Modify the Exposure to Light Setup
After applying the photoresist, we must now create the setting. Please take a look at the OHP printout that we previously created. Place it on top of the copper board. Make sure that the print is placed on the right side. If not, the whole print may be mirrored. Then, put a piece of glass to verify that the OHP print well adheres to the copper board. To keep the arrangement stable, I’ve added two clips. It is now time to expose to light.
We must now expose the setup to light. You have the option of using an artificial UV source. UV light may be obtained from bright sunlight. A 5-minute exposure to sunshine will be enough. Maintain the stability of the whole configuration during the exposing process. That’s where clips come in handy.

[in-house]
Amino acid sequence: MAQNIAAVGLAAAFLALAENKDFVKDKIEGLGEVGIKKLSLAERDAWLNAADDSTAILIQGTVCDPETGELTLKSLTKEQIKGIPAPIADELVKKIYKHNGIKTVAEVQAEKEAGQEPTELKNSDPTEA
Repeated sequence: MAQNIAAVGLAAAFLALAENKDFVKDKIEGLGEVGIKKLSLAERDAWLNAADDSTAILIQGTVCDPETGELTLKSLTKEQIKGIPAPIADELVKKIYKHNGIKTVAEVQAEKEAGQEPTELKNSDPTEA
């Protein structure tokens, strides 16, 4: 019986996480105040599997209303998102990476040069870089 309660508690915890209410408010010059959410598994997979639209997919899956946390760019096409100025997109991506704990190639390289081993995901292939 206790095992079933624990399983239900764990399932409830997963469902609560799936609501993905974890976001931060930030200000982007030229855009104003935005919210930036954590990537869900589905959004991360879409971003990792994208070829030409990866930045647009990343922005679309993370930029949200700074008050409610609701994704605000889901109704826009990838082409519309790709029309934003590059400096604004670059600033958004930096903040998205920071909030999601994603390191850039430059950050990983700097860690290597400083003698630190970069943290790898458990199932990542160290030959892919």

After 5-7 minutes, remove the setup from direct sunlight and dismantle everything. You should be able to see the print has dried somewhat on the resist.
Create the Resistance
On top of the resist, the film is another layer of cover. We must also eliminate it to improve it. Remove the lid once again with the assistance of scotch tape. Make a solution with some backing soda. Any simple solution would suffice. If you can’t locate backing soda, rinse powder will do the trick. Anyway, once you’ve made the developer (backing soda/rinse powder solution), dip the board and set it aside for a minute. Then take it out and gently wash it. You should be able to observe the unexposed portions being rinsed away. Repeat the procedure until all of the exposed parts have been rinsed away. Lastly, you’ll have a copper board with cured resist tracks.